The biggest problem is probably that even there, NBC would run into conflicts with the Stanley Cup Final on one Saturday night a year, plus occasional West Coast US Open golf tournaments NBC would rather allow to leak into primetime. A bigger problem could be that this would involve MLB jettisoning two partners at once, which could be a bridge too far for them. That could be enough for them to back away in favor of…

ESPN and TBS split the cable contracts, ABC gets the World Series. This might be the most comfortable option for MLB, shacking up with the two most established sports broadcasters on cable in a mirror of the NBA’s relationship, but it would be disastrous for anyone who wants a competitor for ESPN. It would certainly produce some happy faces in the offices of the Walt Disney Company, not only by shutting out any potential competitors and winning World Series rights but mitigating the loss of one or two nights to TBS with the addition of the broadcast package. I wouldn’t be surprised if ESPN were trying to form an alliance with Turner to make this happen.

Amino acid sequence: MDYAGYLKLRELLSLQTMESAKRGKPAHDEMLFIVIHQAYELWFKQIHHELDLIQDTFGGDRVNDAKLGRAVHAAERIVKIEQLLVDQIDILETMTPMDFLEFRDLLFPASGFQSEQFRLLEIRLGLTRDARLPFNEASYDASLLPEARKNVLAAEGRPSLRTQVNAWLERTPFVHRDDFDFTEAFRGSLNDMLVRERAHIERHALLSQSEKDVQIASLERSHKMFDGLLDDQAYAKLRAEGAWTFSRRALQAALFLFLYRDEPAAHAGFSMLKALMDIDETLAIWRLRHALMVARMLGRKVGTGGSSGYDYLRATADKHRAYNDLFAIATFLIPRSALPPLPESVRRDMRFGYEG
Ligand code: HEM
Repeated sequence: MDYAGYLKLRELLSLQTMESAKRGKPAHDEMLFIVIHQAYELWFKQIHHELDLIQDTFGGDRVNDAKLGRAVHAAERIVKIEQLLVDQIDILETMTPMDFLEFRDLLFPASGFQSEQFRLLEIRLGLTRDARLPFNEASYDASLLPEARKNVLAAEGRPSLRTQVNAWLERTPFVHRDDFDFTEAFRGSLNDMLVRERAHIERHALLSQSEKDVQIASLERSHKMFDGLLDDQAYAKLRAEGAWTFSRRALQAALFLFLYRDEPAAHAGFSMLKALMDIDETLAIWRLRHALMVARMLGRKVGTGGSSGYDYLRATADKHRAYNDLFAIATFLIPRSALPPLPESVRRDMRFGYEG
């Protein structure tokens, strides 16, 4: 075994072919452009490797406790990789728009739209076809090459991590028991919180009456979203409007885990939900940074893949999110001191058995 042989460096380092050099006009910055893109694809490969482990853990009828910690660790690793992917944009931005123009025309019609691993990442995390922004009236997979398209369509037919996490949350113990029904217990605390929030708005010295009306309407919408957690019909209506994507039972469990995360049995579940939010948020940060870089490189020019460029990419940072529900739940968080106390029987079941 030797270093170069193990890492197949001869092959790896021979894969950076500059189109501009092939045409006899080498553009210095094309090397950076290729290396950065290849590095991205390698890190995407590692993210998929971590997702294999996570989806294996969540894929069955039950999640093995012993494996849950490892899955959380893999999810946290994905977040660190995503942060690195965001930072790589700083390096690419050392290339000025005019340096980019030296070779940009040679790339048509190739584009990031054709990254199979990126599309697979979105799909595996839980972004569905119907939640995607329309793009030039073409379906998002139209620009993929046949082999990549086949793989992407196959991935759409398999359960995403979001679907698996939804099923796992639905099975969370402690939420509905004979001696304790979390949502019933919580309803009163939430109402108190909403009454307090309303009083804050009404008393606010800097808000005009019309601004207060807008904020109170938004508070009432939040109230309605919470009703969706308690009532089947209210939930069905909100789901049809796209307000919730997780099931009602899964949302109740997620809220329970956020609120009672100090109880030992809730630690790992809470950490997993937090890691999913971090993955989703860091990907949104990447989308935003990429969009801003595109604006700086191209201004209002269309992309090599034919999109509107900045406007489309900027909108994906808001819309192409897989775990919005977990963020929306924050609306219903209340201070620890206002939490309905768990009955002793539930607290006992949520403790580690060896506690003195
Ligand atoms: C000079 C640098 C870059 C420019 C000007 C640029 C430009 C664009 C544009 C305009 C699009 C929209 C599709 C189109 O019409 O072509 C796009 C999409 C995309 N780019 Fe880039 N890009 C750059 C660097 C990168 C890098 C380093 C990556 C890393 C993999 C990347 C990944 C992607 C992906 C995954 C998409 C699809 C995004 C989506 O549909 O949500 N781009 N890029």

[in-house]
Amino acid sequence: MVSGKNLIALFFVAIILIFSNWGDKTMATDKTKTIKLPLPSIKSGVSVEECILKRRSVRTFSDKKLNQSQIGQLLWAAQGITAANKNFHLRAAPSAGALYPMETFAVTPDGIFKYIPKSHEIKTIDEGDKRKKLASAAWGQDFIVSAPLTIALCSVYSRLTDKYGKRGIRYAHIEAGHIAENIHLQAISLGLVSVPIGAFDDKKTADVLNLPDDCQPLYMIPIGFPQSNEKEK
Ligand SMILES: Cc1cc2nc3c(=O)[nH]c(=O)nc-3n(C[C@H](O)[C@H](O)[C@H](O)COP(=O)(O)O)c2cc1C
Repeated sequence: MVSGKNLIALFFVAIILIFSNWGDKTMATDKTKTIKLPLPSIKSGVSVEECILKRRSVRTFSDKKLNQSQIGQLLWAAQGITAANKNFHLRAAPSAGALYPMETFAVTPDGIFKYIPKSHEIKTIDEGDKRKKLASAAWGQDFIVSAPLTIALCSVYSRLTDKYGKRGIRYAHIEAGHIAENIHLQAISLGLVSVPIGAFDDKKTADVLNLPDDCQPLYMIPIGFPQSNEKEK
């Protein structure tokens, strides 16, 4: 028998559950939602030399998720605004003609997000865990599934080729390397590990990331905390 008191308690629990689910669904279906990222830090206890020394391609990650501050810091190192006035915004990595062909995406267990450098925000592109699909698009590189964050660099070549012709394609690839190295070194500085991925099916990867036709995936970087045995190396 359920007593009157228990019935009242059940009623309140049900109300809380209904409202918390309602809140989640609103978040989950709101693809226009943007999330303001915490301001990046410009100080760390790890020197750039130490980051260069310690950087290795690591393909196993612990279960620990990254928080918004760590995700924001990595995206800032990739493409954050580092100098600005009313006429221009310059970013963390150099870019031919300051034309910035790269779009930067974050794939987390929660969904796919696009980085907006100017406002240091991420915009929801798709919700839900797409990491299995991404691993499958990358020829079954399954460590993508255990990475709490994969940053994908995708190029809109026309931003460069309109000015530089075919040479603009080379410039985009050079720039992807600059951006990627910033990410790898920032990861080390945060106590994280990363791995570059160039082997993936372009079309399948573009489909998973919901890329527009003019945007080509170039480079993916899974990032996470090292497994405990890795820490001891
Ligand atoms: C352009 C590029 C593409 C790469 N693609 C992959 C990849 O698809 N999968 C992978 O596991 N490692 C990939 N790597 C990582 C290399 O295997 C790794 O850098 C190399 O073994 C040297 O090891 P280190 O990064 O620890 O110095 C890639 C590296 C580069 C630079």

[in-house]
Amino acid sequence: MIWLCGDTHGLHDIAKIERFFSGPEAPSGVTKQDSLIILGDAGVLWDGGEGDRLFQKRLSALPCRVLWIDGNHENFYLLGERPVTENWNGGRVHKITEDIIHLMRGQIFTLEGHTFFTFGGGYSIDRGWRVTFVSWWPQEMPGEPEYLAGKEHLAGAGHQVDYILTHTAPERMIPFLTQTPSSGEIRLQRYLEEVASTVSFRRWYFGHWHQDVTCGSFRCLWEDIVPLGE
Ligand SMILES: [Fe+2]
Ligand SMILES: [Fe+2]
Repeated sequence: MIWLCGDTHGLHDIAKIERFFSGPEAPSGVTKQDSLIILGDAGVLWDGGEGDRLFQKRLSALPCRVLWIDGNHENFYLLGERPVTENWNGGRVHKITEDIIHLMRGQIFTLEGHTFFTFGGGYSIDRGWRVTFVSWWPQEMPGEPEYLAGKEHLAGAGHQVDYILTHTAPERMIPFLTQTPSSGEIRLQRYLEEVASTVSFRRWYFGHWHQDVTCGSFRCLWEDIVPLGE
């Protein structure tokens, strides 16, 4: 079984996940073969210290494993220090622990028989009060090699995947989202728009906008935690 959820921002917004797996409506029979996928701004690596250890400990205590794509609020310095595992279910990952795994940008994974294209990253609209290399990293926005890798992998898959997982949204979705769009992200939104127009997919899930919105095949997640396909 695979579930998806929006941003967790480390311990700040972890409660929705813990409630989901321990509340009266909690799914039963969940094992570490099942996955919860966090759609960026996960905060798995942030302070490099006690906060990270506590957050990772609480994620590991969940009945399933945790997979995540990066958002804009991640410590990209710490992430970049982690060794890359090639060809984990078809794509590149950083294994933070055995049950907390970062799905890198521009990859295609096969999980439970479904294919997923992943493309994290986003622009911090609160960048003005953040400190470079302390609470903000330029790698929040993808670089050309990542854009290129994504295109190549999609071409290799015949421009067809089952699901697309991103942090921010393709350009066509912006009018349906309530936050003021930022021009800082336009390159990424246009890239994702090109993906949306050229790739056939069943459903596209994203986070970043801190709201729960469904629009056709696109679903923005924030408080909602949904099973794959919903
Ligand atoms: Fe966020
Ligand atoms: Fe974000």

The only people this would make happy outside Bristol and Atlanta might be people who want to stem the death of sports on ABC. Because of the restrictions of MLB’s anti-trust exemption and MLB’s own desires, neither ESPN nor TBS would be able to move the World Series to cable, and I don’t think either CBS or MLB want a relationship between those two to fill the broadcast contract, despite its popularity with MLB’s own audience – CBS has US Open tennis in September, SEC football in the rest of the month, golf the rest of the year, and “America’s Most Watched Network” in primetime to avoid disrupting in October. ESPN would be fine with putting the World Series on broadcast and giving ABC a regular-season broadcast package because ABC’s primetime in recent years has become increasingly weak, coming dangerously close to falling to NBC’s level, and like NBC, ABC has an infamously weak sports portfolio. I could see ESPN airing a regional ABC game on its cable network, similar to what it does for college football, though only in primetime.